Shenzhen-based companies have begun to “westernize” working environments by establishing “campus style” facilities, like Google.

Best Non-Work-Related Benefit of Shenzhen

The climate. It’s never too hot or too cold; typically, the mercury lands between 60 and 84 degrees.

Worst Aspects Of Shenzhen

Oddly enough, Internet access isn’t the best; decent, but not the highest-end. Plus, some people aren’t impressed — or even satisfied — by the cultural and dining offerings. That said, world-class Hong Kong is a short ride away.

Shenzhen In A Nutshell

A manufacturing mecca, Shenzhen is emerging as a hub for the Internet of Things community. For IoT startups, a contact in Shenzhen may be worth considering.

Connect With A Startup Lawyer

Internet law firm Kelly Warner works with tech and online startups. To learn more about our top-rated practice, head here. Ready to talk? Great, so are we. Get in touch today.

Article Sources

Desai, F. (2016, May 7). Innovators Find Internet of Things Paradise in Shenzhen. Retrieved June 16, 2016, from http://www.forbes.com/sites/falgunidesai/2016/05/07/innovators-find-internet-of-things-paradise-in-shenzhen/#7a2854f2552d

Alibaba E-commerce Update: 5 Things To Consider When Strategizing

Picture of Alibaba banners outside new york stock exchange to accompany article about Alibaba e-commerceAlibaba is at a crossroad. The path it picks could profoundly affect the company’s future. Why should sellers and marketers care? Well, if Alibaba’s *health* declines, it could impact the e-commerce ecosystem.

Alibaba E-commerce Update: Counterfeits and Government Skepticism

What should you know about Alibaba’s current position?

  • Many U.S. officials want Alibaba on the Notorious Markets List because of alleged counterfeit goods on the site. This latest warning isn’t the first time a counterfeit outbreak has hurt the platform. Before its IPO, Alibaba was on the List; but cleaned up its act, and got removed in 2012.
  • Ostensibly in response to U.S. concerns, Jack Ma — the Mark Zuckerberg of Alibaba — has promised to scrub the site of scammers and insists he’s never “missed any meetings relating to [Alibaba’s] anti-counterfeit team.” Another show of commitment? The company hired a slew of new employees to work on the Alibaba e-commerce counterfeit problem.
  • Ma hinted at an Internet-wide strategy, specifically mentioning JD.com and WeChat. Choosing rodents as an allegorical vehicle, Ma explained, “If before we were huffing and puffing to chase down and kill mice, now what we’re going to do is annihilating [sic] the environment the mice need to survive.”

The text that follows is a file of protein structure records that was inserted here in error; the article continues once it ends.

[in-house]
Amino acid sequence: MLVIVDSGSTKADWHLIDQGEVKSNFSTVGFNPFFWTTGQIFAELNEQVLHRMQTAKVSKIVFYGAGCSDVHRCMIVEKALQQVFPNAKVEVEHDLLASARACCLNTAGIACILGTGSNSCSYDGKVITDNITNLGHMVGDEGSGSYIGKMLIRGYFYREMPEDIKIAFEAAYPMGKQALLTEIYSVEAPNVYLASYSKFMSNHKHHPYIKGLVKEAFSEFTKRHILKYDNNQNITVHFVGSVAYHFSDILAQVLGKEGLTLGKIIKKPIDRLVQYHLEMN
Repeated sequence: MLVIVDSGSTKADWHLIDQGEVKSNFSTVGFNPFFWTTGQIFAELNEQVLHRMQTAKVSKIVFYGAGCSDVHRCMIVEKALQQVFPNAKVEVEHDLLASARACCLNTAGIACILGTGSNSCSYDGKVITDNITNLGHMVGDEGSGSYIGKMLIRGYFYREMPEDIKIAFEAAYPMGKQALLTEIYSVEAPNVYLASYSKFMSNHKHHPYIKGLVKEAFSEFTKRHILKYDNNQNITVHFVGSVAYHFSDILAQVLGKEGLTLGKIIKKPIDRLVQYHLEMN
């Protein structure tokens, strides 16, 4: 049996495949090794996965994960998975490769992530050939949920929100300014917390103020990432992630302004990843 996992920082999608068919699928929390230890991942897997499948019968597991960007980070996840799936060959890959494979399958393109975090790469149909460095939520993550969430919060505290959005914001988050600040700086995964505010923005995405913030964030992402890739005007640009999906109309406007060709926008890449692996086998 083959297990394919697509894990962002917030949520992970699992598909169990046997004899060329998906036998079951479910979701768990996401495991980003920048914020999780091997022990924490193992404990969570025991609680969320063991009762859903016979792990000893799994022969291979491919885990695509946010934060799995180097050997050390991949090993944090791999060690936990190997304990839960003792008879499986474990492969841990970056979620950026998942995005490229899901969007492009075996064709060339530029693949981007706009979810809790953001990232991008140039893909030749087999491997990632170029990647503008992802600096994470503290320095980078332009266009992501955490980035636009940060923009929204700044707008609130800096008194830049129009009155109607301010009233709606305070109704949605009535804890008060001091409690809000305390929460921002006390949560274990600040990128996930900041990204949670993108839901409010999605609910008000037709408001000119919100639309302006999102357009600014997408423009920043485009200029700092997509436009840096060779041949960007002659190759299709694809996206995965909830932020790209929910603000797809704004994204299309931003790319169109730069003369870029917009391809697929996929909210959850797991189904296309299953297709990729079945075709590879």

• Alibaba allegedly partnered with law enforcement officials to arrest 75 suspected *e-commerce criminals.* In other words, the platform isn’t necessarily a privacy stronghold. Be aware.
  • Another interesting tidbit? Whispers indicate that Chinese officials could be “turning against” Alibaba over some tension between Ma and China’s President Xi Jinping. You can read about it here. Will the beef affect Alibaba’s platform? Believe it or not, there is a chance — albeit slim. But, China’s current administration has shown a Napoleonic appetite for Internet control. Watch this space.

We Solve E-commerce, Marketing & Private Label Business Problems

Do you sell things online?

  • Are you dealing with an account suspension at Amazon, Etsy, eBay or another e-commerce portal?
  • Has someone hijacked your listing on Amazon or another open catalog website?
  • Have counterfeiters latched onto one (or more) of your products?
  • Is it time to formally protect your products with intellectual property protections?

If you answered yes to any of these questions, we can help.

Our firm has carried many sellers and marketers over professional obstacles. We also handle mundane — but critical — corporate governance, business, and intellectual property legalities.

Our goal is to ensure that the people with whom we work are profitable, protected, and compliant.

If you want to read more Alibaba e-commerce updates and other online retail legal news, head here.